Oct 202013

A while back, I wrote a post about aesthetics vs. practicality in designing science fiction spaceships, which also extends to any sort of speculative design.

Recently, a discussion exploded on the same board over an initially small misunderstanding that went rampant really fast. You can read about it here, if you care to (it spans three pages). The short version is that I pointed out some conceptual flaws in this particular artist’s explanation for how the FTL1 drive works. After some back and forth, wherein the artist got increasingly hostile to having their idea poked at, they fired off a massive post/rant. I almost gave into the temptation to respond to it, but that little voice in the back of my head said, “Dude, get real. They’re not listening. They’re not going to listen. They’ve got too much baggage going into this for your points to get through. Just leave it.” So I did. I apologized for upsetting them, restated that my only goal was to share information/correct misconceptions, complimented them on their model, and wished them well on their worldbuilding. Then I bowed out.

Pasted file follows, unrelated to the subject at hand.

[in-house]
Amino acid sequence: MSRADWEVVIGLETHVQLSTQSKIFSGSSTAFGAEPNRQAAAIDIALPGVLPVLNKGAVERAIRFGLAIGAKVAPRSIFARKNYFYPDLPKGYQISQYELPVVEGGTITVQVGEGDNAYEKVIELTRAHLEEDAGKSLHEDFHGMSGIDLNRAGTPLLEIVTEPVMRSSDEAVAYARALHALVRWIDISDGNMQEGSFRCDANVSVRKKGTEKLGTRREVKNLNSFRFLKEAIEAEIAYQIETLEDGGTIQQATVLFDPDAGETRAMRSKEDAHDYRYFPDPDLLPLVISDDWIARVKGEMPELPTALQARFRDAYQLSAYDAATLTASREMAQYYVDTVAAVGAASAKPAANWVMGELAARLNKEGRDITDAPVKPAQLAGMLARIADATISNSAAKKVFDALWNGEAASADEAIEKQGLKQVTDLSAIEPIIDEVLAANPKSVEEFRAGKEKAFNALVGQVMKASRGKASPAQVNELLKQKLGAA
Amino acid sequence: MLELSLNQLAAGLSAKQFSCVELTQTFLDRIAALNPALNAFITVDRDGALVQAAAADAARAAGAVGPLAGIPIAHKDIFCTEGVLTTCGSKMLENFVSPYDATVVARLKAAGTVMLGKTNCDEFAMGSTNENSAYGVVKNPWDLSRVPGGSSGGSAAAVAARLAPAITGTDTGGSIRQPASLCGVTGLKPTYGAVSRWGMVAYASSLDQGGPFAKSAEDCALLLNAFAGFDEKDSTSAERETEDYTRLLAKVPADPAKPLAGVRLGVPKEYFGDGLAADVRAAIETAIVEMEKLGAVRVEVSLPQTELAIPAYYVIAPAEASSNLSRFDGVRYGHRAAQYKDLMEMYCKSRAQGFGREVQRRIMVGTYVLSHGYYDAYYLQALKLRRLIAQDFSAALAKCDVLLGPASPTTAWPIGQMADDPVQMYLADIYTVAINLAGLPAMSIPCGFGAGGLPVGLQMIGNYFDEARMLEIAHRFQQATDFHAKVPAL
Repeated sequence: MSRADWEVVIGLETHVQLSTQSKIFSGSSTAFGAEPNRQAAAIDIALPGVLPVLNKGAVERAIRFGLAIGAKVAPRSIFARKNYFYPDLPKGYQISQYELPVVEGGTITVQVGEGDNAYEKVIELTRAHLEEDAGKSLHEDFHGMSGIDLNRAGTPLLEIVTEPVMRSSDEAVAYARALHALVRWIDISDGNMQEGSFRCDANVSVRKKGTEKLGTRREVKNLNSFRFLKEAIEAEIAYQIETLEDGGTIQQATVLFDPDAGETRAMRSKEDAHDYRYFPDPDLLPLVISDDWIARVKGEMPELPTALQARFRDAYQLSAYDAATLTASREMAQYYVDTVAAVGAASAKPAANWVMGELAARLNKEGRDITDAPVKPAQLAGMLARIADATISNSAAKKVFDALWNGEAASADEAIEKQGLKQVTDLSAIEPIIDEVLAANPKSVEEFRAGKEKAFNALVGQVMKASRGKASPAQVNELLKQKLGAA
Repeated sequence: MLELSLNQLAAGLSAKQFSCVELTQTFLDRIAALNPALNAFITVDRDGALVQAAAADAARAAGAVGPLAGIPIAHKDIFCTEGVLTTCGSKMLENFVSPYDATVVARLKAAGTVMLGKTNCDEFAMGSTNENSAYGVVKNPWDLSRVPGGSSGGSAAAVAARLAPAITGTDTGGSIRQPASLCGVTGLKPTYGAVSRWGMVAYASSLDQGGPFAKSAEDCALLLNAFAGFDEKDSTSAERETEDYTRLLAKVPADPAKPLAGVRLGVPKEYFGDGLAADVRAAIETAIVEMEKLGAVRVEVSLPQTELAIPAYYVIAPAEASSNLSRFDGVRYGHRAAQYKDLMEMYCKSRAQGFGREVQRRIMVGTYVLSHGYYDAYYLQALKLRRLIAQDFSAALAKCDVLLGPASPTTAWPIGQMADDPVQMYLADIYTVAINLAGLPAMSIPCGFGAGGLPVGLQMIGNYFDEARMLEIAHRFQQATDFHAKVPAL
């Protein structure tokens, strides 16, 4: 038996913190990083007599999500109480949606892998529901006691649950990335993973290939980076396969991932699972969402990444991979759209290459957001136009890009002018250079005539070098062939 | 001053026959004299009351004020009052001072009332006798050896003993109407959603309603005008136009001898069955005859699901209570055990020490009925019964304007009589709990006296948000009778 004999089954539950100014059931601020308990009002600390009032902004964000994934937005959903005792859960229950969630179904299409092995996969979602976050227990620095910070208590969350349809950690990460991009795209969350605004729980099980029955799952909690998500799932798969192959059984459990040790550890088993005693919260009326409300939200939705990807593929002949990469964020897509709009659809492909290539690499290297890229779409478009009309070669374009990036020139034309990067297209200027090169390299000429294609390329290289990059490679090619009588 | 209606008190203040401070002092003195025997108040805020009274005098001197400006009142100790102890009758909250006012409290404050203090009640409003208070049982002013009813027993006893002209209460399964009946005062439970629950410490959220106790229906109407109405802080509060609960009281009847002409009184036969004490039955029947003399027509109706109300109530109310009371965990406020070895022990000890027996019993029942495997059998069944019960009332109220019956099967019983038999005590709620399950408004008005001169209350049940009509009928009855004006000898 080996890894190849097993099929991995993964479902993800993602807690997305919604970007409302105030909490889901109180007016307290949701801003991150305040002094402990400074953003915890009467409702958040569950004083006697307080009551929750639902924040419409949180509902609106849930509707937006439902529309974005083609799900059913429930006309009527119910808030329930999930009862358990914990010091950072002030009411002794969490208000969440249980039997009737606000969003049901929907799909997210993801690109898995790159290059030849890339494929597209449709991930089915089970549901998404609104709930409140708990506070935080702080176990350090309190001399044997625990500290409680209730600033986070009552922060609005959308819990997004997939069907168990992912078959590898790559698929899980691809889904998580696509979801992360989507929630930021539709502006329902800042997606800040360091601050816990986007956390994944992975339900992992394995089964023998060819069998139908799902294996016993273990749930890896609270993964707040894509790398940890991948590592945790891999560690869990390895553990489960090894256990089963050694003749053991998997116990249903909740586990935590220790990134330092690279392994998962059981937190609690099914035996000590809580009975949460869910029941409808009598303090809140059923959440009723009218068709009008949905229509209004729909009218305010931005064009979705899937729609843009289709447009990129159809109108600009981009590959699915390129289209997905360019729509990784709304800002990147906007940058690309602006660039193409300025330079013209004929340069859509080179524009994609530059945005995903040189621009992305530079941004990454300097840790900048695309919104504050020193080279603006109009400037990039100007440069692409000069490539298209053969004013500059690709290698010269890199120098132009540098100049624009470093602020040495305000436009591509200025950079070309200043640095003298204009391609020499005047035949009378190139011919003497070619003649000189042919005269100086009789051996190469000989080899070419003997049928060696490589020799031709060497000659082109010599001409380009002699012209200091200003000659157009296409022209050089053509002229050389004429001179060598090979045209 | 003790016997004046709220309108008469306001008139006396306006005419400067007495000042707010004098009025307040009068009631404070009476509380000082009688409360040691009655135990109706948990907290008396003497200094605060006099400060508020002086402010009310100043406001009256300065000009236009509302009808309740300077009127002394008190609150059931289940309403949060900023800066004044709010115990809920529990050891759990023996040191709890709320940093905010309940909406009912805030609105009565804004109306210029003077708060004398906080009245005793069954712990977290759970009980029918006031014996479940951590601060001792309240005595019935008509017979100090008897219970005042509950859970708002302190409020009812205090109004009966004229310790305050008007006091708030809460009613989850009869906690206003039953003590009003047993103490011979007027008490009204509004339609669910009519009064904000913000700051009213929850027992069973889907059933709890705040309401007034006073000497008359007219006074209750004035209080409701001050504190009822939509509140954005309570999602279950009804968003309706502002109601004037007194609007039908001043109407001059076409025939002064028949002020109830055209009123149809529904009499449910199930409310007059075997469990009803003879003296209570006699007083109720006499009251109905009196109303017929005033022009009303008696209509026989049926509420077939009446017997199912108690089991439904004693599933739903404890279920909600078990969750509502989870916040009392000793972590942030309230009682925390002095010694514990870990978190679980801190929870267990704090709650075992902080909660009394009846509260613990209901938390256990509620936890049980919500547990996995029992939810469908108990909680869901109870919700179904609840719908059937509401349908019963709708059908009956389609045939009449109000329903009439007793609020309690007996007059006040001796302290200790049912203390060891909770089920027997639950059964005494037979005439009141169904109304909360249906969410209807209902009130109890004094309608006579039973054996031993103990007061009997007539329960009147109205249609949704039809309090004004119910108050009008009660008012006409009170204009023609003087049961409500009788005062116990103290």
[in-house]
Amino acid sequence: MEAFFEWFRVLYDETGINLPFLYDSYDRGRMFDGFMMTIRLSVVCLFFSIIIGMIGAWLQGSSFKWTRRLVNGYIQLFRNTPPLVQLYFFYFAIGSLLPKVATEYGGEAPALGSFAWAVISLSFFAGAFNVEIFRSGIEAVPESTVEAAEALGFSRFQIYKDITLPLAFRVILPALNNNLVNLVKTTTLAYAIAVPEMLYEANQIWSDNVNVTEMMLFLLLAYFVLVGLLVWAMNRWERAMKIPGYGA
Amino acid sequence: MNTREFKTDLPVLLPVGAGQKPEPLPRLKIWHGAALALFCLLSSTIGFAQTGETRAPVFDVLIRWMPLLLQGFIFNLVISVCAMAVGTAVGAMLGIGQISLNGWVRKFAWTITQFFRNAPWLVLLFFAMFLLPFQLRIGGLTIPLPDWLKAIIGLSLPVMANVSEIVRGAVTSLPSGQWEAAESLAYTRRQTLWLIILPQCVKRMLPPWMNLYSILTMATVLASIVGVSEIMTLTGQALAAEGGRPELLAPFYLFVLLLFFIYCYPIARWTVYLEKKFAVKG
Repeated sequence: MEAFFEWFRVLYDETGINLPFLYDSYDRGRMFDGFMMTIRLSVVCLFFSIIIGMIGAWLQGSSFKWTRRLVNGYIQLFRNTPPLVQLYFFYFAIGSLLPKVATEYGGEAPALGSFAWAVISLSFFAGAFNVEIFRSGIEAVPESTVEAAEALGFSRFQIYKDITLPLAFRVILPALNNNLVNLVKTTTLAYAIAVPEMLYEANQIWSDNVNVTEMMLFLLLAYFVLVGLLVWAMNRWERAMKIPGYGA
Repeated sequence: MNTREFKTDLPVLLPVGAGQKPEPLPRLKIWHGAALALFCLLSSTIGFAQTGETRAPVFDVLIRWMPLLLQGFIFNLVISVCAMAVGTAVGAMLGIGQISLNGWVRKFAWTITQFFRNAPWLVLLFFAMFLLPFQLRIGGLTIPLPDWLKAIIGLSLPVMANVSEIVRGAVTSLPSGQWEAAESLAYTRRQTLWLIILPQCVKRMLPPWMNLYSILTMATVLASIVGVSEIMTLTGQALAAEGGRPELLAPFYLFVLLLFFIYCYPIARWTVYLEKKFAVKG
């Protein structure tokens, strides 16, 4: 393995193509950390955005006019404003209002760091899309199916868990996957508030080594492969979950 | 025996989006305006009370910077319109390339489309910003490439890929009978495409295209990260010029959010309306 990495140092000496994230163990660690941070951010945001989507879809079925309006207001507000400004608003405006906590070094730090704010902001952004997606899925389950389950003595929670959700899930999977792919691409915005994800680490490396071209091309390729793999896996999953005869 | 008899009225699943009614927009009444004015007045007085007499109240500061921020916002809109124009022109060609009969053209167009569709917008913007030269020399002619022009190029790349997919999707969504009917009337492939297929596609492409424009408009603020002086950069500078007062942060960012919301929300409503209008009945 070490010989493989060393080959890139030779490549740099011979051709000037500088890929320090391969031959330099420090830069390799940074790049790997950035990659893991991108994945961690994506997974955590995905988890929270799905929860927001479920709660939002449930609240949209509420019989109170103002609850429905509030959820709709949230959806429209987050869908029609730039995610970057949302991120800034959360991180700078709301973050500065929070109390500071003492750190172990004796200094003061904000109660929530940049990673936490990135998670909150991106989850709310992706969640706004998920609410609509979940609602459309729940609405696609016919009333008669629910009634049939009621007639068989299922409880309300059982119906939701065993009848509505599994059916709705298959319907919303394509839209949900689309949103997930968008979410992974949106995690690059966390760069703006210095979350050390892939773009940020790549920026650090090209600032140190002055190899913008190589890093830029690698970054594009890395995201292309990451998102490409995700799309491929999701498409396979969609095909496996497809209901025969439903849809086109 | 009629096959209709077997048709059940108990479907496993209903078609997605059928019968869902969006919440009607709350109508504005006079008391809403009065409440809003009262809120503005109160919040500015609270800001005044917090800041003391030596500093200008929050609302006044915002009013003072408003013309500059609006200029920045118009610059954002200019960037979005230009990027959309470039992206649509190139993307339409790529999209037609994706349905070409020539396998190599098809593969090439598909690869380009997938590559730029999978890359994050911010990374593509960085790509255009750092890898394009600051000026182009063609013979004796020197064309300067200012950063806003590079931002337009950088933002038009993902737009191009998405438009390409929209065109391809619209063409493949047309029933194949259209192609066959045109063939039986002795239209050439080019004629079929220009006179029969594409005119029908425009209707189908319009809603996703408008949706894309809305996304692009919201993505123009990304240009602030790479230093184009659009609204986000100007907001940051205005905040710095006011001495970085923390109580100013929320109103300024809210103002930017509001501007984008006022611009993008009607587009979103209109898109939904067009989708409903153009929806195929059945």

This all played out from 10/17 to 10/18. Yet I’m still thinking about it. I don’t feel any better now than I did when it all played out; if anything, I might be feeling even worse. Enumerating all of the reasons why would take too long, but there’s one point that I wanted to home in on because I see it everywhere and it needs to die.

in case nobody told you…the FI in sci fi means Fiction!!! The concept of this system is based on an assumed understanding of physics that guess what? We don’t and may never have

Wrong. Wrong, wrong, wrong, wrong, wrong. The fiction in science fiction serves the exact same role as it does in fantasy fictioncrime fiction, literary fiction, romance fiction, and every other stripe of fiction out there: it serves to indicate that the story, characters, and setting are made-up. Period. Done.

The science in science fiction clarifies the broader genre: these are made-up stories, characters, and settings where science is the driver behind what is different. New technologies, alien species, and so on; just as magic–the truly fantastic–drives fantasy fiction. There can absolutely be overlap: technological magic, magical technology, whatever you like. But these are the distinguishing features of the genres that give them a unique place.

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  1. That’s “faster than light”…but if you’re not familiar with that term, then most of this post is going to seem even more ridiculous to you. []